It maybe that not everyone notices this. To me when hearing something like MSB or older Krell the space in the sound stage is quite different from a brand like Boulder. Also, if someone has never heard the brands I'm talking about it may not make sense. If you've heard ARC before I'd hope you could hear the space in the sound stage is unique from any other brand I've heard before.

    Maybe what I'm talking about can't be perceived by everyone. I doubt that though, it may just be that it has to be demonstrated.

    I posted the question though and my anser is forming. It's perfectly fine for anyone not to have noticed or understand. It does make me more curious though.
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  15. #15

    Re: Sound Stage Aspect

    Mr. Peabody can hear things nobody else can is the takeaway here. I listed my former Krell system above. My signature shows my ARC system I have owned for years. What he attributes to Krell and ARC's soundstage simply isn't true. Same for his black velvet background that music emerges from.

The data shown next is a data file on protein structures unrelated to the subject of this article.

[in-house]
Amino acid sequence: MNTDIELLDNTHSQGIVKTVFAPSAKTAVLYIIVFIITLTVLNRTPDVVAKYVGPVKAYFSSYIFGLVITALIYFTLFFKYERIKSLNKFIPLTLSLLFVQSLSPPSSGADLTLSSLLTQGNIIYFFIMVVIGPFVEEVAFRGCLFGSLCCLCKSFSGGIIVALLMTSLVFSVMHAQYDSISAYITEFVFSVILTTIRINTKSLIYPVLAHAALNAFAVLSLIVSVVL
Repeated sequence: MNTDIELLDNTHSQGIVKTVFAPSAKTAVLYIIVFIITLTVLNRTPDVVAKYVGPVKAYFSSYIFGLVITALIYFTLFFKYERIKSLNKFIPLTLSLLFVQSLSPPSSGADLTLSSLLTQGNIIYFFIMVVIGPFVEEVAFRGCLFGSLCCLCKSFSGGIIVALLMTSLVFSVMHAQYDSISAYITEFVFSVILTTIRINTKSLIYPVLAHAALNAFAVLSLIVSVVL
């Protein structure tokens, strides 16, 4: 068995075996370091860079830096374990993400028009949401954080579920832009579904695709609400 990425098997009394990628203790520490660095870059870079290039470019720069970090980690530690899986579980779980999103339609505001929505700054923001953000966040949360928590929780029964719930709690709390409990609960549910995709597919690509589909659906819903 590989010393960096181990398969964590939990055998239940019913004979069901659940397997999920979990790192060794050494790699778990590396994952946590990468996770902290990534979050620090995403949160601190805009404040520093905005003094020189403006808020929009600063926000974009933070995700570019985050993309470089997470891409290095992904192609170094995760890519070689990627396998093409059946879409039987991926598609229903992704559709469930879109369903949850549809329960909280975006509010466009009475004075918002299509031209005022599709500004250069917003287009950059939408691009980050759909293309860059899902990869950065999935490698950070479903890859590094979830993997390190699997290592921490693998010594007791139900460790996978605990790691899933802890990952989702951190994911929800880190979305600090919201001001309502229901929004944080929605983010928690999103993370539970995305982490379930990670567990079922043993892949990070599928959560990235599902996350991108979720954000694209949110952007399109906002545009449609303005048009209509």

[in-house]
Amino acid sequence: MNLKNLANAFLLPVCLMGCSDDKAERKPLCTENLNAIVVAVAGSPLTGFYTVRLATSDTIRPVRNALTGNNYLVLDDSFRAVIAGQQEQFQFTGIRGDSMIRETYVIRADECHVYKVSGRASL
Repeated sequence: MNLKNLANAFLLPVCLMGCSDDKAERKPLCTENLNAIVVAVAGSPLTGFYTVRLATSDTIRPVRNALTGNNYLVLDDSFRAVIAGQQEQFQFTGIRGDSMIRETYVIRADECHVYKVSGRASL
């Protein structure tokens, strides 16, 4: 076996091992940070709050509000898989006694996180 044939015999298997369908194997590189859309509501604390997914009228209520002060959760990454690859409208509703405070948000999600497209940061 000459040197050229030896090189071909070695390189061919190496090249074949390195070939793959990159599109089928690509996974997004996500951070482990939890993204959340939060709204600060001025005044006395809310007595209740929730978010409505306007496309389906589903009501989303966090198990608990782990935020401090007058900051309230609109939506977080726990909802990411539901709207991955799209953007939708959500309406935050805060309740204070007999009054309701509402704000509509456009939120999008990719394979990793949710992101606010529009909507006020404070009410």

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  16. #16
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    Re: Sound Stage Aspect

    Poor Mark, you are a miserable person who lives to attempt to make everyone as miserable as you are. Any thread you have ever posted on is negative, you have nothing positive to contribute. You bully, instigate and aggravate. You snipe on threads.

    Maybe I can hear something you can't. Does that make it hard for you to sleep at night. What an arrogant ass you are.

    I don't think this is my case but just to show people can be different here's something for you to read:
    How does synesthesia work?
    To understand synesthesia (pronounced “sin-ess-THEE-zh-uh”), it helps to understand how your senses work. Your brain relies on your five main senses — sight, sound, smell, taste or touch — to know what’s happening around you.

    That involves the following steps:

    Detection: Your senses pick up something happening around you. An example would be using your eyes to look at your surroundings or using your ears to listen for certain sounds.
    Signaling: Your senses send a signal to your brain describing what they’re experiencing. For example, your eyes would describe the colors and shapes of the things you can see nearby, or your ears would send signals that describe how loud a sound is, if it’s high- or low-pitched, etc.